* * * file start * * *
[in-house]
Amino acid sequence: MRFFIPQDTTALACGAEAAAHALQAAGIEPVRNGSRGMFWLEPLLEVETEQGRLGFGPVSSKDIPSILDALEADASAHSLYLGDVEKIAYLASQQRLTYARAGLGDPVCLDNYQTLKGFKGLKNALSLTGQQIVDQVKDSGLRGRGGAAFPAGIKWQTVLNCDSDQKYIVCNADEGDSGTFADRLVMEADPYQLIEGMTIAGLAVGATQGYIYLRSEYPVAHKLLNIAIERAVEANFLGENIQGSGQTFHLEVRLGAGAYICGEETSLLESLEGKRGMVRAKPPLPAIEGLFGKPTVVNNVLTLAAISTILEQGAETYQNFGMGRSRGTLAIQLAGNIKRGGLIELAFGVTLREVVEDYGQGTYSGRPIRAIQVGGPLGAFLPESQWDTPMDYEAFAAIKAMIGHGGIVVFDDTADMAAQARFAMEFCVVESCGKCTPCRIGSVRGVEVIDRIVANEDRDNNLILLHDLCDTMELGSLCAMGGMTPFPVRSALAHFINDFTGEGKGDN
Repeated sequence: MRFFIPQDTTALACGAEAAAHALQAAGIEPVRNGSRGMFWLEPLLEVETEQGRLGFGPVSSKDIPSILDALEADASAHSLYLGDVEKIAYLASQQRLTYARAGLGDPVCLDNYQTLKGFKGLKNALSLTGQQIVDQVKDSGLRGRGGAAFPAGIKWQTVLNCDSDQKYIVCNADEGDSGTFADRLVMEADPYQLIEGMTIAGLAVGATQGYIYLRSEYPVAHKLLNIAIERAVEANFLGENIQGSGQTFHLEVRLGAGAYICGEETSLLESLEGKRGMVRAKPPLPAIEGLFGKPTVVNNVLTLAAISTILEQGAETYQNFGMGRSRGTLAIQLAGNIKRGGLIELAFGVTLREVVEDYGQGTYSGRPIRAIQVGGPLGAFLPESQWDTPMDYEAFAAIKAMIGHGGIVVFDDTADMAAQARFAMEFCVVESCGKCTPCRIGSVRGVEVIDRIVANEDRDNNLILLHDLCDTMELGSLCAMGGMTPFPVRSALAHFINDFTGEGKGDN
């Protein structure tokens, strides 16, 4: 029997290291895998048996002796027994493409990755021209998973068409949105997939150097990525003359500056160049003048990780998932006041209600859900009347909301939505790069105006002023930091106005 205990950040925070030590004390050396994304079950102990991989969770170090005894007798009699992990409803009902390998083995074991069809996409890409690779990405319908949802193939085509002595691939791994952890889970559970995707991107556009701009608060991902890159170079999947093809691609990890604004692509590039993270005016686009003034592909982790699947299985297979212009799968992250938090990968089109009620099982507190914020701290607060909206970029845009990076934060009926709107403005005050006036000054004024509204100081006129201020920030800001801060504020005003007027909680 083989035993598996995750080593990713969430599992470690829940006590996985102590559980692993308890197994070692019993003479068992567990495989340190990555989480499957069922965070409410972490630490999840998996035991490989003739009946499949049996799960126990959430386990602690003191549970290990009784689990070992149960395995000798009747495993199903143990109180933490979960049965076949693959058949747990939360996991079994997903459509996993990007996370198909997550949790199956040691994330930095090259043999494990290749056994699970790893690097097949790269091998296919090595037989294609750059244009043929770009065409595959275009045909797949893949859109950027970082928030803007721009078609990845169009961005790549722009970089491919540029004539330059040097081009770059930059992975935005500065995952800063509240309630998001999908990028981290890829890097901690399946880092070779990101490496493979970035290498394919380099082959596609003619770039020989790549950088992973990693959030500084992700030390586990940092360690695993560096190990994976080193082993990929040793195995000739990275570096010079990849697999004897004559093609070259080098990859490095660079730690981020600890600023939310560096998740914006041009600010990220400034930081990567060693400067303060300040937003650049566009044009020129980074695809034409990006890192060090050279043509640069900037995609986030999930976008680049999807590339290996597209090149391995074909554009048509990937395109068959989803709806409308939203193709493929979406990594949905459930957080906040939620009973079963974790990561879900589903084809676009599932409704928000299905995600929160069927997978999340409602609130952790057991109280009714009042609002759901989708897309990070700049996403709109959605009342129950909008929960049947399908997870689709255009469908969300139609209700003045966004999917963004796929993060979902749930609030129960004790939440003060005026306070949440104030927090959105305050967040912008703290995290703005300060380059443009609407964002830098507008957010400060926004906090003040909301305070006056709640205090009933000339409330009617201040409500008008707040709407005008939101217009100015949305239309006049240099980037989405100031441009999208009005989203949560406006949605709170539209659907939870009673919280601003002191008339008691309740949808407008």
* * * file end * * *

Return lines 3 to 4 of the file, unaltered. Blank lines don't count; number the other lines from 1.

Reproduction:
Repeated sequence: MRFFIPQDTTALACGAEAAAHALQAAGIEPVRNGSRGMFWLEPLLEVETEQGRLGFGPVSSKDIPSILDALEADASAHSLYLGDVEKIAYLASQQRLTYARAGLGDPVCLDNYQTLKGFKGLKNALSLTGQQIVDQVKDSGLRGRGGAAFPAGIKWQTVLNCDSDQKYIVCNADEGDSGTFADRLVMEADPYQLIEGMTIAGLAVGATQGYIYLRSEYPVAHKLLNIAIERAVEANFLGENIQGSGQTFHLEVRLGAGAYICGEETSLLESLEGKRGMVRAKPPLPAIEGLFGKPTVVNNVLTLAAISTILEQGAETYQNFGMGRSRGTLAIQLAGNIKRGGLIELAFGVTLREVVEDYGQGTYSGRPIRAIQVGGPLGAFLPESQWDTPMDYEAFAAIKAMIGHGGIVVFDDTADMAAQARFAMEFCVVESCGKCTPCRIGSVRGVEVIDRIVANEDRDNNLILLHDLCDTMELGSLCAMGGMTPFPVRSALAHFINDFTGEGKGDN
């Protein structure tokens, strides 16, 4: 029997290291895998048996002796027994493409990755021209998973068409949105997939150097990525003359500056160049003048990780998932006041209600859900009347909301939505790069105006002023930091106005 205990950040925070030590004390050396994304079950102990991989969770170090005894007798009699992990409803009902390998083995074991069809996409890409690779990405319908949802193939085509002595691939791994952890889970559970995707991107556009701009608060991902890159170079999947093809691609990890604004692509590039993270005016686009003034592909982790699947299985297979212009799968992250938090990968089109009620099982507190914020701290607060909206970029845009990076934060009926709107403005005050006036000054004024509204100081006129201020920030800001801060504020005003007027909680 083989035993598996995750080593990713969430599992470690829940006590996985102590559980692993308890197994070692019993003479068992567990495989340190990555989480499957069922965070409410972490630490999840998996035991490989003739009946499949049996799960126990959430386990602690003191549970290990009784689990070992149960395995000798009747495993199903143990109180933490979960049965076949693959058949747990939360996991079994997903459509996993990007996370198909997550949790199956040691994330930095090259043999494990290749056994699970790893690097097949790269091998296919090595037989294609750059244009043929770009065409595959275009045909797949893949859109950027970082928030803007721009078609990845169009961005790549722009970089491919540029004539330059040097081009770059930059992975935005500065995952800063509240309630998001999908990028981290890829890097901690399946880092070779990101490496493979970035290498394919380099082959596609003619770039020989790549950088992973990693959030500084992700030390586990940092360690695993560096190990994976080193082993990929040793195995000739990275570096010079990849697999004897004559093609070259080098990859490095660079730690981020600890600023939310560096998740914006041009600010990220400034930081990567060693400067303060300040937003650049566009044009020129980074695809034409990006890192060090050279043509640069900037995609986030999930976008680049999807590339290996597209090149391995074909554009048509990937395109068959989803709806409308939203193709493929979406990594949905459930957080906040939620009973079963974790990561879900589903084809676009599932409704928000299905995600929160069927997978999340409602609130952790057991109280009714009042609002759901989708897309990070700049996403709109959605009342129950909008929960049947399908997870689709255009469908969300139609209700003045966004999917963004796929993060979902749930609030129960004790939440003060005026306070949440104030927090959105305050967040912008703290995290703005300060380059443009609407964002830098507008957010400060926004906090003040909301305070006056709640205090009933000339409330009617201040409500008008707040709407005008939101217009100015949305239309006049240099980037989405100031441009999208009005989203949560406006949605709170539209659907939870009673919280601003002191008339008691309740949808407008």